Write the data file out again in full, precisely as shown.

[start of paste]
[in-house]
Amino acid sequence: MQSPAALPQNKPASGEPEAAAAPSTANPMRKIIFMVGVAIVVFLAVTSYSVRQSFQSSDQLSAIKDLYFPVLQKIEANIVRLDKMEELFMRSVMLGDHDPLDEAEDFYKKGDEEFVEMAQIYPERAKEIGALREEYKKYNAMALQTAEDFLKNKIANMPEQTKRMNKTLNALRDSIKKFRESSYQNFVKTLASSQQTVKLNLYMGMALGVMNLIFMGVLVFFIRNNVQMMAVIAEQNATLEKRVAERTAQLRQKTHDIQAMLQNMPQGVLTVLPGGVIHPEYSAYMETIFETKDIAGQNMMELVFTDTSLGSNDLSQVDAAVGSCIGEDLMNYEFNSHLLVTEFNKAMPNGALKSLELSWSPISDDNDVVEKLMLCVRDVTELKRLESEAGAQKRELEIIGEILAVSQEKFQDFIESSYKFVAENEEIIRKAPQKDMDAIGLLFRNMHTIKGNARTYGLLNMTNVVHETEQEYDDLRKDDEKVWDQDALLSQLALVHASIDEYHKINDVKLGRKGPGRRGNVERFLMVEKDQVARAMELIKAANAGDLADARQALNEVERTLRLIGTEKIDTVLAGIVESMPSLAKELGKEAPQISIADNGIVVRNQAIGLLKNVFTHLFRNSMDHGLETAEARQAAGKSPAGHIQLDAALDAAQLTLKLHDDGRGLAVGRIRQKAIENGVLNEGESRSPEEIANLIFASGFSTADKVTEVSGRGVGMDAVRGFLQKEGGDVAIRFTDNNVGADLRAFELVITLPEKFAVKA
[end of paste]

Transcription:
[in-house]
Amino acid sequence: MQSPAALPQNKPASGEPEAAAAPSTANPMRKIIFMVGVAIVVFLAVTSYSVRQSFQSSDQLSAIKDLYFPVLQKIEANIVRLDKMEELFMRSVMLGDHDPLDEAEDFYKKGDEEFVEMAQIYPERAKEIGALREEYKKYNAMALQTAEDFLKNKIANMPEQTKRMNKTLNALRDSIKKFRESSYQNFVKTLASSQQTVKLNLYMGMALGVMNLIFMGVLVFFIRNNVQMMAVIAEQNATLEKRVAERTAQLRQKTHDIQAMLQNMPQGVLTVLPGGVIHPEYSAYMETIFETKDIAGQNMMELVFTDTSLGSNDLSQVDAAVGSCIGEDLMNYEFNSHLLVTEFNKAMPNGALKSLELSWSPISDDNDVVEKLMLCVRDVTELKRLESEAGAQKRELEIIGEILAVSQEKFQDFIESSYKFVAENEEIIRKAPQKDMDAIGLLFRNMHTIKGNARTYGLLNMTNVVHETEQEYDDLRKDDEKVWDQDALLSQLALVHASIDEYHKINDVKLGRKGPGRRGNVERFLMVEKDQVARAMELIKAANAGDLADARQALNEVERTLRLIGTEKIDTVLAGIVESMPSLAKELGKEAPQISIADNGIVVRNQAIGLLKNVFTHLFRNSMDHGLETAEARQAAGKSPAGHIQLDAALDAAQLTLKLHDDGRGLAVGRIRQKAIENGVLNEGESRSPEEIANLIFASGFSTADKVTEVSGRGVGMDAVRGFLQKEGGDVAIRFTDNNVGADLRAFELVITLPEKFAVKA